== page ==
Uganda denies use of cluster bombs in South Sudan conflict

Source:Xinhua Published: 2014-5-21 18:31:31

Uganda's military on Tuesday dismissed a United Nations (UN) report accusing it of using cluster bombs in the South Sudan town of Bor.

Ugandan Chief of Defense Forces General Edward Katumba Wamala told reporters here that, as a signatory to the Convention on Cluster Munitions, Uganda had banned the use of cluster munitions by its army, the Uganda People's Defense Forces (UPDF).

He said the UPDF was ready to cooperate with the African Union Commission of Inquiry, which is investigating war crimes in the South Sudan conflict.

"It's not the first time for us to cooperate with the international community in an investigation. We provided escorts to some investigative staff who came to find out whether there was a massacre in Bor. We have nothing to hide," Katumba said.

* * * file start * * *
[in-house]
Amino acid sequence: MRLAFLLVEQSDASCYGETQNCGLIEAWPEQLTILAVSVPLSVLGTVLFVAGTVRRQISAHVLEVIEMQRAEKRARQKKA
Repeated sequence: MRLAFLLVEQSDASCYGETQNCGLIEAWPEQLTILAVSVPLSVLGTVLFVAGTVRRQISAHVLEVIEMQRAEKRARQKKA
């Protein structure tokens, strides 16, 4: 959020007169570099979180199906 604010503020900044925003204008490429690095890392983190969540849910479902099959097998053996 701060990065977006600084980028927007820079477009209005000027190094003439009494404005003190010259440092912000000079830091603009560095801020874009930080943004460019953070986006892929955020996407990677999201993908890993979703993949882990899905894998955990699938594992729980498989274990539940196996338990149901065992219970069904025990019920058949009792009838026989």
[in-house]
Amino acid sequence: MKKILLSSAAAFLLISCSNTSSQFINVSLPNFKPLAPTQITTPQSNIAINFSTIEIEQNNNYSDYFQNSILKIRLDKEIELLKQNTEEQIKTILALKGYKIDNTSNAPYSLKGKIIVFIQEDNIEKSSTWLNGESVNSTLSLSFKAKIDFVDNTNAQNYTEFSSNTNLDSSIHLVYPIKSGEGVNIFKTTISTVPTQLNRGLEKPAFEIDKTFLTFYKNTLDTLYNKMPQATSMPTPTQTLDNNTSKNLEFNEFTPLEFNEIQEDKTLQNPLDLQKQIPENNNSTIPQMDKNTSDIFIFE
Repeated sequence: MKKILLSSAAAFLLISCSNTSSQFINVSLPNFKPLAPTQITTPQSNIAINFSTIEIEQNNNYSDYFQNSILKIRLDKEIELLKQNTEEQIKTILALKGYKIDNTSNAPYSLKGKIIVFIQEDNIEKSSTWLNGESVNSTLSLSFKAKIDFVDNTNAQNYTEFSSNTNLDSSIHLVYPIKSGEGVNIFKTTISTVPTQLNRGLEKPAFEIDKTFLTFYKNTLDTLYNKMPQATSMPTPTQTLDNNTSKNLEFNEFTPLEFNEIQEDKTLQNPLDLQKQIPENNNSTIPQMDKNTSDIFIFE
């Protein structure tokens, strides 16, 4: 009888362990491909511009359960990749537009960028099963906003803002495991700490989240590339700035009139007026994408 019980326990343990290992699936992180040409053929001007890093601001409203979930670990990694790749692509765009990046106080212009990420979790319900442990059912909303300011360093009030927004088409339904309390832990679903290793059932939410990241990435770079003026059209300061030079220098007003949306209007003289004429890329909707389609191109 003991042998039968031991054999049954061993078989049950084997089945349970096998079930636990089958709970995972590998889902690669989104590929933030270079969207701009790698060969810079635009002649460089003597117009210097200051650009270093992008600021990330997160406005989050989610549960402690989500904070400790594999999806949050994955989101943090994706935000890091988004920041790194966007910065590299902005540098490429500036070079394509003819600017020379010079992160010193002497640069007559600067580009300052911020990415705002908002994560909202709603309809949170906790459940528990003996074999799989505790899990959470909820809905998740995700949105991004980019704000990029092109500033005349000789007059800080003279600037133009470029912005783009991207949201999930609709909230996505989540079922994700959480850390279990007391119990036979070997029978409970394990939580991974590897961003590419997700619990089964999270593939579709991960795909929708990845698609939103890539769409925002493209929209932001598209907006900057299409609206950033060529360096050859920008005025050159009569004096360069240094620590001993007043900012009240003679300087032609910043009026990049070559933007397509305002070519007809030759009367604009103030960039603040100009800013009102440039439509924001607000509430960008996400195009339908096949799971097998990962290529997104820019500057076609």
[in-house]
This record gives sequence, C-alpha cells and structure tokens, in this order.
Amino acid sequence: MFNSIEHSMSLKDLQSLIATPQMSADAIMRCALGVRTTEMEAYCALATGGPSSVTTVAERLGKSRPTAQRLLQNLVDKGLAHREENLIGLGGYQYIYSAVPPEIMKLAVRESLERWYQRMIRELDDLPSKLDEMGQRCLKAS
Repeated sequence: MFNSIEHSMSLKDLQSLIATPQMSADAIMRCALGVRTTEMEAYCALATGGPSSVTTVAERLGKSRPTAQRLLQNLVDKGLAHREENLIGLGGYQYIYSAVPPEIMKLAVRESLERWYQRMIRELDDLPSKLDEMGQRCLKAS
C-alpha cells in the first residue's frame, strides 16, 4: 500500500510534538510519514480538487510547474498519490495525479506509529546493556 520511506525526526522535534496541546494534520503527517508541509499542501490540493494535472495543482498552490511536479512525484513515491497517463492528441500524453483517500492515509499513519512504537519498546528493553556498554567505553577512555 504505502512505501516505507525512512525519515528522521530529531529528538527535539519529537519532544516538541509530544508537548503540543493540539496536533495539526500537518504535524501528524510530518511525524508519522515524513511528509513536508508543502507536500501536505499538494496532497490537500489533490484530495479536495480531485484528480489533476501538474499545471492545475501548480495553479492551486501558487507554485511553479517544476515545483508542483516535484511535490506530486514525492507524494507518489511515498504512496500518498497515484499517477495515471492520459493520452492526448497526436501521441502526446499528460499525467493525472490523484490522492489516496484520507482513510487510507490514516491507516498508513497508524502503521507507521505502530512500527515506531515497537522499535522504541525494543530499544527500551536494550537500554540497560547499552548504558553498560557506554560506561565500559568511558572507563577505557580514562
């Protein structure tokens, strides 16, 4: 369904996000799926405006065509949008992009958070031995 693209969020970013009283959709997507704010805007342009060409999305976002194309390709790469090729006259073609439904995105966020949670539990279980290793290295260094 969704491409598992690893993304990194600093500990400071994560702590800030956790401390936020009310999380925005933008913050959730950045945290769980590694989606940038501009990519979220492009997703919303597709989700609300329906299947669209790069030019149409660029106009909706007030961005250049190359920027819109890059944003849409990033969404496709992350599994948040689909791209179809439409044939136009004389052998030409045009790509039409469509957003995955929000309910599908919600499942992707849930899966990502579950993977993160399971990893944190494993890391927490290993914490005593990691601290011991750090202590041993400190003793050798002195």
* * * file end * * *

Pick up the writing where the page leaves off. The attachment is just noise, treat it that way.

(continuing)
A U.N. Mission in South Sudan report says evidence has been found of the use of cluster munitions in Bor, which is under UPDF and South Sudan government forces control.

"The United Nations Mine Action Service found physical evidence of the use of cluster munitions in the Malek area, approximately 16 kilometres south of Bor," the May 8 report says.

Cluster munitions, which can be fired in various ways, explode in the air, with each cluster releasing about 150 bomblets over a wide area.

It is banned by the Convention on Cluster Munitions because of its potential to cause indiscriminate damage over a wide area and leave many unexploded bomblets on the ground.

Approximately 20 percent of the bomblets fail to explode, presenting a risk for years after.

While Uganda has signed the Convention on Cluster Munitions, South Sudan is not a party to it.

Posted in: Africa

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